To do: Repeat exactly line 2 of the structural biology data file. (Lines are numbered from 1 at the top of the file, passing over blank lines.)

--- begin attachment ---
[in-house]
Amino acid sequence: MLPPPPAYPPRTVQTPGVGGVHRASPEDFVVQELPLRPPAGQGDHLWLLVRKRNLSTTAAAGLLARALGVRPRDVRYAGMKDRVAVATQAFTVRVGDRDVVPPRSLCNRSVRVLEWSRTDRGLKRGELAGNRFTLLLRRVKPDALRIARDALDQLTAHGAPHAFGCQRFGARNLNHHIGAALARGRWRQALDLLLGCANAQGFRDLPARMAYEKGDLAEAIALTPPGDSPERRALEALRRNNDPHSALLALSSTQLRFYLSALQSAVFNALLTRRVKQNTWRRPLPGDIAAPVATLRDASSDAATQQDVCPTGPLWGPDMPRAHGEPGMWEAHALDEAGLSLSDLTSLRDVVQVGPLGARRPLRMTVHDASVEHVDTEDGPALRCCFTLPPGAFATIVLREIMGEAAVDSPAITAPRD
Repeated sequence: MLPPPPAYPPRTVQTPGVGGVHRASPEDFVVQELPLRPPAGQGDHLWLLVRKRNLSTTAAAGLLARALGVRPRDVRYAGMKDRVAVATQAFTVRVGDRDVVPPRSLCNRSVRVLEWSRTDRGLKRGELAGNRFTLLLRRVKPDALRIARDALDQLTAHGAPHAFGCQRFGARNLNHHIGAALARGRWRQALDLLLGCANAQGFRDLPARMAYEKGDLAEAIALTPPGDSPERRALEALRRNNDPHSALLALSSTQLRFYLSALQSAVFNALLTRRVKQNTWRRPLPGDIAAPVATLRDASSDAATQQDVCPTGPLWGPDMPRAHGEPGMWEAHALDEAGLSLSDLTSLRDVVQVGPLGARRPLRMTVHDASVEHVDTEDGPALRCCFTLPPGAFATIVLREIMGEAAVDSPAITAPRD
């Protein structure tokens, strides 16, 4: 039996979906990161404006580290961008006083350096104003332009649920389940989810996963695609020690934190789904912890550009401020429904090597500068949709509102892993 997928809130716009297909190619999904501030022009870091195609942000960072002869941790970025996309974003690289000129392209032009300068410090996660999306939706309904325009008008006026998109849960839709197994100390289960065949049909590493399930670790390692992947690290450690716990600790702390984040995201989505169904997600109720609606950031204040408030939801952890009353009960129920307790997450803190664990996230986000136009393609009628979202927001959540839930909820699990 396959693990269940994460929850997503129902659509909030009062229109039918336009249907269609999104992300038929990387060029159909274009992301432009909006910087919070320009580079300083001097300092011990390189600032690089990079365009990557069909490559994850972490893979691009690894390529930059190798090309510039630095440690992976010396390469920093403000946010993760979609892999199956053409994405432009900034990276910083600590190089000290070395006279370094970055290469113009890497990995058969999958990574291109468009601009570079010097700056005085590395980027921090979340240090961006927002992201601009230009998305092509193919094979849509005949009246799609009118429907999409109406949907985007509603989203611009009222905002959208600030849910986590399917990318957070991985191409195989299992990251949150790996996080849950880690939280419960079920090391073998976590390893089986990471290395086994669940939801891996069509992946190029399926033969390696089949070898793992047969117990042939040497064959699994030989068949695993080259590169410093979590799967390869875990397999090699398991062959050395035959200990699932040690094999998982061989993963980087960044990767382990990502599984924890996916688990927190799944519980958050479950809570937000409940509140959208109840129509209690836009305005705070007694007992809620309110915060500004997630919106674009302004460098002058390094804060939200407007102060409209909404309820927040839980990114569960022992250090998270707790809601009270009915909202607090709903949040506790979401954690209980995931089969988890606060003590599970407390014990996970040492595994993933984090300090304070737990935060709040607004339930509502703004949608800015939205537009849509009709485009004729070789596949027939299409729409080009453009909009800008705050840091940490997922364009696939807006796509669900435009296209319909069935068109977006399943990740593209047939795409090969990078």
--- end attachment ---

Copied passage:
Amino acid sequence: MLPPPPAYPPRTVQTPGVGGVHRASPEDFVVQELPLRPPAGQGDHLWLLVRKRNLSTTAAAGLLARALGVRPRDVRYAGMKDRVAVATQAFTVRVGDRDVVPPRSLCNRSVRVLEWSRTDRGLKRGELAGNRFTLLLRRVKPDALRIARDALDQLTAHGAPHAFGCQRFGARNLNHHIGAALARGRWRQALDLLLGCANAQGFRDLPARMAYEKGDLAEAIALTPPGDSPERRALEALRRNNDPHSALLALSSTQLRFYLSALQSAVFNALLTRRVKQNTWRRPLPGDIAAPVATLRDASSDAATQQDVCPTGPLWGPDMPRAHGEPGMWEAHALDEAGLSLSDLTSLRDVVQVGPLGARRPLRMTVHDASVEHVDTEDGPALRCCFTLPPGAFATIVLREIMGEAAVDSPAITAPRD